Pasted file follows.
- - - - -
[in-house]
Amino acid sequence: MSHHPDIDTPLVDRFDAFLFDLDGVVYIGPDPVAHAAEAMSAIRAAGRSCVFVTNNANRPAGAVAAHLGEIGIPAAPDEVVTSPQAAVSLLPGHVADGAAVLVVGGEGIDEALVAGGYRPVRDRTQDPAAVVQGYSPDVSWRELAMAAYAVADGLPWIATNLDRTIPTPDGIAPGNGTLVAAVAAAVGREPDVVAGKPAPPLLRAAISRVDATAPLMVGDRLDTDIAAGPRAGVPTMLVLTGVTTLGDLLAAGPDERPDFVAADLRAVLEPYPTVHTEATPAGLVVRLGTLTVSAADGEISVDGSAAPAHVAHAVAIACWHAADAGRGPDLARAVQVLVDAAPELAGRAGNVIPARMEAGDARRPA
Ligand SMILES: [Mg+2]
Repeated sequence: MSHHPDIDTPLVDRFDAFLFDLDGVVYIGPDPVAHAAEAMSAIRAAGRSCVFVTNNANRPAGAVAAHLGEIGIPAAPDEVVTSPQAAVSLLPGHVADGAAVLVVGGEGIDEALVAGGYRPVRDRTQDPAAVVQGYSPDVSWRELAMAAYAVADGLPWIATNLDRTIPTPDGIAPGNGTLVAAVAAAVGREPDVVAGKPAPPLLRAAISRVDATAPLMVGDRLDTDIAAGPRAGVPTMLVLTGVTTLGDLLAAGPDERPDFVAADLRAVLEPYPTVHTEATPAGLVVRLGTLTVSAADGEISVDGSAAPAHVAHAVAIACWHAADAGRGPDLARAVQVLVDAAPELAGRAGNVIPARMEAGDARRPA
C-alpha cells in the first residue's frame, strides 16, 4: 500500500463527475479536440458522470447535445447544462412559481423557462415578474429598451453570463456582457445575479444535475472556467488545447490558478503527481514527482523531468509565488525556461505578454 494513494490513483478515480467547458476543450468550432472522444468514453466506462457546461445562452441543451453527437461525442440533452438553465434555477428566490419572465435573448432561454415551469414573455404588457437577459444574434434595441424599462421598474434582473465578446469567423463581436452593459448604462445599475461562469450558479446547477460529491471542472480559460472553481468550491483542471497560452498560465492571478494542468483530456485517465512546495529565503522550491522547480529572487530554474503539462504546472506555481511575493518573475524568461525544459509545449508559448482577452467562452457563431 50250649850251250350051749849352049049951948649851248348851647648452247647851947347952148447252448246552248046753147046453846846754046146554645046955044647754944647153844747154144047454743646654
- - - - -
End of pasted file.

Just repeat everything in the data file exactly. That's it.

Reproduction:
[in-house]
Amino acid sequence: MSHHPDIDTPLVDRFDAFLFDLDGVVYIGPDPVAHAAEAMSAIRAAGRSCVFVTNNANRPAGAVAAHLGEIGIPAAPDEVVTSPQAAVSLLPGHVADGAAVLVVGGEGIDEALVAGGYRPVRDRTQDPAAVVQGYSPDVSWRELAMAAYAVADGLPWIATNLDRTIPTPDGIAPGNGTLVAAVAAAVGREPDVVAGKPAPPLLRAAISRVDATAPLMVGDRLDTDIAAGPRAGVPTMLVLTGVTTLGDLLAAGPDERPDFVAADLRAVLEPYPTVHTEATPAGLVVRLGTLTVSAADGEISVDGSAAPAHVAHAVAIACWHAADAGRGPDLARAVQVLVDAAPELAGRAGNVIPARMEAGDARRPA
Ligand SMILES: [Mg+2]
Repeated sequence: MSHHPDIDTPLVDRFDAFLFDLDGVVYIGPDPVAHAAEAMSAIRAAGRSCVFVTNNANRPAGAVAAHLGEIGIPAAPDEVVTSPQAAVSLLPGHVADGAAVLVVGGEGIDEALVAGGYRPVRDRTQDPAAVVQGYSPDVSWRELAMAAYAVADGLPWIATNLDRTIPTPDGIAPGNGTLVAAVAAAVGREPDVVAGKPAPPLLRAAISRVDATAPLMVGDRLDTDIAAGPRAGVPTMLVLTGVTTLGDLLAAGPDERPDFVAADLRAVLEPYPTVHTEATPAGLVVRLGTLTVSAADGEISVDGSAAPAHVAHAVAIACWHAADAGRGPDLARAVQVLVDAAPELAGRAGNVIPARMEAGDARRPA
C-alpha cells in the first residue's frame, strides 16, 4: 500500500463527475479536440458522470447535445447544462412559481423557462415578474429598451453570463456582457445575479444535475472556467488545447490558478503527481514527482523531468509565488525556461505578454 494513494490513483478515480467547458476543450468550432472522444468514453466506462457546461445562452441543451453527437461525442440533452438553465434555477428566490419572465435573448432561454415551469414573455404588457437577459444574434434595441424599462421598474434582473465578446469567423463581436452593459448604462445599475461562469450558479446547477460529491471542472480559460472553481468550491483542471497560452498560465492571478494542468483530456485517465512546495529565503522550491522547480529572487530554474503539462504546472506555481511575493518573475524568461525544459509545449508559448482577452467562452457563431 50250649850251250350051749849352049049951948649851248348851647648452247647851947347952148447252448246552248046753147046453846846754046146554645046955044647754944647153844747154144047454743646654